What really is bad though are the mac fanboys. They just won’t get off their high-horse. They say it’s the best, most fastest, virus-free operating system out there. Best is subjective, and to me, it’s not. It’s definitely not faster either, it’s all about the hardware, and my initial experience has been pretty terrible. People also claim that Mac hardware can run Windows faster than a PC can. That is such a BS point since it’s all about the hardware, and people usually are comparing a $2000 iMac to some $400 laptop, and while Macs are overly expensive, an overpriced iMac is still going to have better hardware than the cheapest laptop possible. There are viruses for Macs as well, and they are not some paragon of invulnerability in a digital world. There are more targets with Windows, and hackers have focused on Windows for the longest time, but now that Macs are becoming more prominent, so are digital attacks in some way or another, just as antivirus is recommended for OSX.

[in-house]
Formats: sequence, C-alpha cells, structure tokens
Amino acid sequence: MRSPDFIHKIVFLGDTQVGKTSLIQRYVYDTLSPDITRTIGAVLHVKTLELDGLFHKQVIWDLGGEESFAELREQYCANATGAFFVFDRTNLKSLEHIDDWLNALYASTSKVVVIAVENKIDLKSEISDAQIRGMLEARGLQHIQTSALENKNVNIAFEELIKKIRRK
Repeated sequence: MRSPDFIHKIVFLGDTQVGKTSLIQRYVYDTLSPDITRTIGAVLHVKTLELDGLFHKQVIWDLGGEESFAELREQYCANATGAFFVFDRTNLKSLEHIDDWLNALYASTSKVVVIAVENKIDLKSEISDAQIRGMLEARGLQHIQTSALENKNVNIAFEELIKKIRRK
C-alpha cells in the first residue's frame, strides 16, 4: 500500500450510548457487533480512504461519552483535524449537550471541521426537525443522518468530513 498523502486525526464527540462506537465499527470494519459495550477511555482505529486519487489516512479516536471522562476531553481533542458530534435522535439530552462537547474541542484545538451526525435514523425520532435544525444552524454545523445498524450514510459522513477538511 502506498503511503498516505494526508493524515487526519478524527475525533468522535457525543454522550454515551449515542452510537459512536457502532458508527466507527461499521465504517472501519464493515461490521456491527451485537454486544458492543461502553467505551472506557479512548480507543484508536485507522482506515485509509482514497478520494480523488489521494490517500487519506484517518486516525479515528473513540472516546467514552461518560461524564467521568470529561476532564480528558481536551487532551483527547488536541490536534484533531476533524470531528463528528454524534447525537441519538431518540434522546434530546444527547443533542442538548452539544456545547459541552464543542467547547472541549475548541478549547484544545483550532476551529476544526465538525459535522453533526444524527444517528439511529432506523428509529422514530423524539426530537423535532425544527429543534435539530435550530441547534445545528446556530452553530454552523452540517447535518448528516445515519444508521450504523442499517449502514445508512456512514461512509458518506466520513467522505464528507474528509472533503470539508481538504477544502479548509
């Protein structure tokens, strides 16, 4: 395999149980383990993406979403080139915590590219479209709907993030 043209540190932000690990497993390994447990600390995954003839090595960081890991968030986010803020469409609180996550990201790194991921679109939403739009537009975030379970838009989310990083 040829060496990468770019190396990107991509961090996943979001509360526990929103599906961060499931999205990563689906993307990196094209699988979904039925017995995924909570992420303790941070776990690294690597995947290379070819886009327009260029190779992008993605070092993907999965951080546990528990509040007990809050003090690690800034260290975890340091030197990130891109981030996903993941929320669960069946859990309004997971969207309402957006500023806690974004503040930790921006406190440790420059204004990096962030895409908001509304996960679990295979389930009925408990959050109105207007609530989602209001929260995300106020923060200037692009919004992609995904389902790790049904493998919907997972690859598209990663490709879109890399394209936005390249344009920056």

To sum it up, Macs have their issue or difference that annoy me as a Windows user. Windows also has it’s issue, but it’s what I prefer at the end of the day. If you want a Mac because you simply prefer it, that’s fine. But if someone tells me that lovely OSX and “completely seamless ecosystem” is better than my choice in Windows because of some stupid reasons like the fact that you can sync your iMac to your iPhone (newsflash: you can do that with Windows apps too if you want to), or because Macs are faster (we went over this already), or something like that, I am likely going to imagine me shoving that MacBook of yours where the sun don’t shine.

Posted on October 12, 2016, in Uncategorized. Bookmark the permalink. Leave a comment.